Toby Dammit Review

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Released in the USA in 1969 as one third of the anthology film Spirits of the Dead, “Toby Dammit” is a short film following the titular Toby as he arrives in Rome to act in a new project.

Washed up due to his alcoholism and plagued by supernatural visions, Toby only agrees to work on the film because the producers promise him a new Ferrari.

“Toby Dammit” is loosely based on “Never Bet the Devil Your Head,” a short story by Edgar Allen Poe. The film was directed by Federico Fellini and produced in Italy.

Fellini’s films are synonymous with Italian cinema itself, with Fellini being renowned for his rousing stories and images. However, filming a fashion model in a fountain (as Fellini famously did in “La Dolce Vita”) is not what makes him a great director.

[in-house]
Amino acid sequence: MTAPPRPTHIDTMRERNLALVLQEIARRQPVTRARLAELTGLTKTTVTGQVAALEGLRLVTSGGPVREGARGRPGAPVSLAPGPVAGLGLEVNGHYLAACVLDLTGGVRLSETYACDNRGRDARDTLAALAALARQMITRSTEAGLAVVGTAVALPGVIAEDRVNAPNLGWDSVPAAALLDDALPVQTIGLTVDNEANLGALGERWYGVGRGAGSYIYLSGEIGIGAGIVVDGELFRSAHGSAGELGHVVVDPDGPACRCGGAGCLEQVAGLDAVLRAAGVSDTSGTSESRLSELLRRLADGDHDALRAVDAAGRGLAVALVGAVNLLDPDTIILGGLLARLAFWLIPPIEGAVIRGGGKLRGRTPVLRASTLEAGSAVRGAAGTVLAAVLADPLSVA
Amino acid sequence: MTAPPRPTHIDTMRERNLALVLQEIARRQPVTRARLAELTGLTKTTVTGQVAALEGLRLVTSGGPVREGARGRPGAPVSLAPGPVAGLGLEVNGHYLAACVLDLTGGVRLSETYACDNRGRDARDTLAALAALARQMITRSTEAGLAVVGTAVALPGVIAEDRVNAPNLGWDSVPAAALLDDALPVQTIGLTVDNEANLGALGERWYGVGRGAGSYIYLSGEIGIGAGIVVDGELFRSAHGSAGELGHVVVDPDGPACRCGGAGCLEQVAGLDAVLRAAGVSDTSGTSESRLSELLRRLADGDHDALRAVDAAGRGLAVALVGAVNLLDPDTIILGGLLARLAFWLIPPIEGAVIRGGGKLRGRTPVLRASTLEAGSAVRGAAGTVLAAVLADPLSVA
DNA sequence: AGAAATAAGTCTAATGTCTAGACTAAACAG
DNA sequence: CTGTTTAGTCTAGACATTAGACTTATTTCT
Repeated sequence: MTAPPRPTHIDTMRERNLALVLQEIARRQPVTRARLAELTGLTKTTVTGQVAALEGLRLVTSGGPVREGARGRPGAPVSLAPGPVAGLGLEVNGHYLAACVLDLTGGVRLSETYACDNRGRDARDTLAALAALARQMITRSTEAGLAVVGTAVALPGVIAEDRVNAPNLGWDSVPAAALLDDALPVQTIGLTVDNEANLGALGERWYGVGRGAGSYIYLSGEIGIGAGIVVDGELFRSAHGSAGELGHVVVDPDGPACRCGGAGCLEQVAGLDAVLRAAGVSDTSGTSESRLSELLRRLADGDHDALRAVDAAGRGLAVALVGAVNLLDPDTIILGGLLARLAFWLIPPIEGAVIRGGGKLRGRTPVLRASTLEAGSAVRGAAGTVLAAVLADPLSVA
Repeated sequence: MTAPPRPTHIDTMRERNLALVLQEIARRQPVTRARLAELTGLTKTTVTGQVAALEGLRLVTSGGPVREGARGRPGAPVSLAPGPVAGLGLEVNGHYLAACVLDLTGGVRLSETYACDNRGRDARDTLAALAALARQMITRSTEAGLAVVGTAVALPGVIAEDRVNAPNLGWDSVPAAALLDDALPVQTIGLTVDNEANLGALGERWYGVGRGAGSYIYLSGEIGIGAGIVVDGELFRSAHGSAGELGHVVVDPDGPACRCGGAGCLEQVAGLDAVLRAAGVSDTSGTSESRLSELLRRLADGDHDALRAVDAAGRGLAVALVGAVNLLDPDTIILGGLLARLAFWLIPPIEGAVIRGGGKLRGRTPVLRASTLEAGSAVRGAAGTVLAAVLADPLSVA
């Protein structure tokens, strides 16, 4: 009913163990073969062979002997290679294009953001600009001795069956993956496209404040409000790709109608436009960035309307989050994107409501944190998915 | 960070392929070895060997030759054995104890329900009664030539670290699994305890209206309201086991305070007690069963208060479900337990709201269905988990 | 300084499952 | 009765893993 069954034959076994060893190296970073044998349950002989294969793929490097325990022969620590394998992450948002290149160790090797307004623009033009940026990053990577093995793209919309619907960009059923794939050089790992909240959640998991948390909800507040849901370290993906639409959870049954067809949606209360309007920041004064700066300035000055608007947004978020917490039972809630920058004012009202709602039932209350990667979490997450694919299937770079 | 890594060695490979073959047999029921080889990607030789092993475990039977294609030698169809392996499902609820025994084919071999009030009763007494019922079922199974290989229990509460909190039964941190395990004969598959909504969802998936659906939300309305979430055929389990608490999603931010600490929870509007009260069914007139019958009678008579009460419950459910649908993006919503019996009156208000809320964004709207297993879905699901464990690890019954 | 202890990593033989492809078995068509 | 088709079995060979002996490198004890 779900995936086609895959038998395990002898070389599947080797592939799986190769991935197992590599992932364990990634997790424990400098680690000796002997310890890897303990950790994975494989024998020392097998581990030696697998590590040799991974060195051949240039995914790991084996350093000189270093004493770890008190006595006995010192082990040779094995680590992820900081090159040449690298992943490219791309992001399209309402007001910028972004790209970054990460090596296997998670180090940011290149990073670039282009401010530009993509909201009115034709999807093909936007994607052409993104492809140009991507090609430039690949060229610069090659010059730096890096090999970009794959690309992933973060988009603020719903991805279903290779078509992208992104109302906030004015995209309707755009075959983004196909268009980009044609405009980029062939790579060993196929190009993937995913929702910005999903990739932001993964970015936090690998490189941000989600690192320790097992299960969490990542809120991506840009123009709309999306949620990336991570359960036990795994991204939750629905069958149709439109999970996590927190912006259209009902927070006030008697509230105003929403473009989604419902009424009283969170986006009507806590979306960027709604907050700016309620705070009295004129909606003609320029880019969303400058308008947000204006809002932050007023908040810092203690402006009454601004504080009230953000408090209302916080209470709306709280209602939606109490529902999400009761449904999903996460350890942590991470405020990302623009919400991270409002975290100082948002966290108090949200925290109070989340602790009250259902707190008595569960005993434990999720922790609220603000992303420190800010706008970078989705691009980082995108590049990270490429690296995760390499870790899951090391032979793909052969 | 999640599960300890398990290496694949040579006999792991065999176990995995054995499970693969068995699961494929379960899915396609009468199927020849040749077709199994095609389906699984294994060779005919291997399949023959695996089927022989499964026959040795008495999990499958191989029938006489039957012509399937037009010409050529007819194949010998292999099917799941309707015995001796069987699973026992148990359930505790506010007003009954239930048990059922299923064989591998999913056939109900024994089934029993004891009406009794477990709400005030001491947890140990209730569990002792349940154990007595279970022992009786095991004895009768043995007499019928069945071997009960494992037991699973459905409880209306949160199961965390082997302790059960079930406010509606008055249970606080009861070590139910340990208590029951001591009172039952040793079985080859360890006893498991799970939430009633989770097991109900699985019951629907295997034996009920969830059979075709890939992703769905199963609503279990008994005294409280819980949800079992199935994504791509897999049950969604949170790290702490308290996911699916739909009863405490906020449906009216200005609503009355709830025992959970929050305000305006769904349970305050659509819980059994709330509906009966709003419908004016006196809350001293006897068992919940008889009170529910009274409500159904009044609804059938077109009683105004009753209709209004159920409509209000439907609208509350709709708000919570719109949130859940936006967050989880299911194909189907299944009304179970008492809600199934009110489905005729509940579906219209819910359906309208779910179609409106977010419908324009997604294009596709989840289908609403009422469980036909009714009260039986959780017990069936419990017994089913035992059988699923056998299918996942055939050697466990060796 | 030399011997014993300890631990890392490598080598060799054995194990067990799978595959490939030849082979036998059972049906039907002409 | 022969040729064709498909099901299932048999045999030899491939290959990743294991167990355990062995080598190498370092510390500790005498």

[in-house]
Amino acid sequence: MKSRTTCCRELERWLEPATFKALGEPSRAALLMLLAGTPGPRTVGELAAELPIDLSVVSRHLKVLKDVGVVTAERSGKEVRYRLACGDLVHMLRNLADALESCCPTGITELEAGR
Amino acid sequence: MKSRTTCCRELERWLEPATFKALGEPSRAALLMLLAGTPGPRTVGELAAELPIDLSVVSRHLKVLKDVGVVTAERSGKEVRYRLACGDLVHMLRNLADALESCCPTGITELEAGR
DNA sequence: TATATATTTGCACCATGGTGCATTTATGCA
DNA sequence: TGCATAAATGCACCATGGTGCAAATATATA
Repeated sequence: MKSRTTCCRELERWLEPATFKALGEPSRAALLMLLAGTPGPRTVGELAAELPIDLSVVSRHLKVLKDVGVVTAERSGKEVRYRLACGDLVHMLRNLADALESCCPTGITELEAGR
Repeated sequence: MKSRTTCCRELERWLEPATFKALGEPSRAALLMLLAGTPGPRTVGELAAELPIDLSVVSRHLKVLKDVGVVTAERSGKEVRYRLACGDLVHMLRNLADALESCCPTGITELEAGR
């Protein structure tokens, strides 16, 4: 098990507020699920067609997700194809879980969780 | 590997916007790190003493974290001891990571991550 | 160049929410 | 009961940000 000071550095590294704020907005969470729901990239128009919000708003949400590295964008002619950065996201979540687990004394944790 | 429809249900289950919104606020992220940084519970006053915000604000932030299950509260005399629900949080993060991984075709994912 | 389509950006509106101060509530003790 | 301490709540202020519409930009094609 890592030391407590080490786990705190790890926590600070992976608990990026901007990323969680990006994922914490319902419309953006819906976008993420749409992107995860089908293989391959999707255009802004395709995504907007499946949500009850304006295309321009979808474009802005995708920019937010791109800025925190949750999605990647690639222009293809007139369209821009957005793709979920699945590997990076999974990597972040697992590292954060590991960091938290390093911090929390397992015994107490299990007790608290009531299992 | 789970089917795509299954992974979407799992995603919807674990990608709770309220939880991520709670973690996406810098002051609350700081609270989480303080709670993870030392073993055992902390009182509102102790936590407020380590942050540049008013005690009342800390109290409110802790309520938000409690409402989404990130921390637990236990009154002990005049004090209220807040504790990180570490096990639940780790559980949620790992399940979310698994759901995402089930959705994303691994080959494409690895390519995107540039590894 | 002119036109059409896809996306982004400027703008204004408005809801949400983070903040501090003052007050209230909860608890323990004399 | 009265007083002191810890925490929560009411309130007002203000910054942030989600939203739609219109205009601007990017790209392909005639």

What made Federico Fellini a particularly interesting filmmaker was his development from making realistic, socially conscious films to making surreal, dreamlike films with him being uniquely adept in both categories.

“Toby Dammit” lands squarely in the surreal category, with the film’s style reflecting the tortured, intoxicated mind of the main character.

The airport in the opening scene is overtly hellish with Fellini completely transforming the mundane location by merely using orange lighting and replacing the occasional extra with a mannequin.

Subsequent scenes are equally inventive in how they externalize Toby’s inner-turmoil with the highlight being a satirical television interview where Toby is assaulted from all sides with cameras and vapid questions.

I recommend this movie to anyone interested in seeing a highly competent yet lesser-known work by a great director. I cannot recommend this movie to anyone who wants to be scared.

Rated 8/10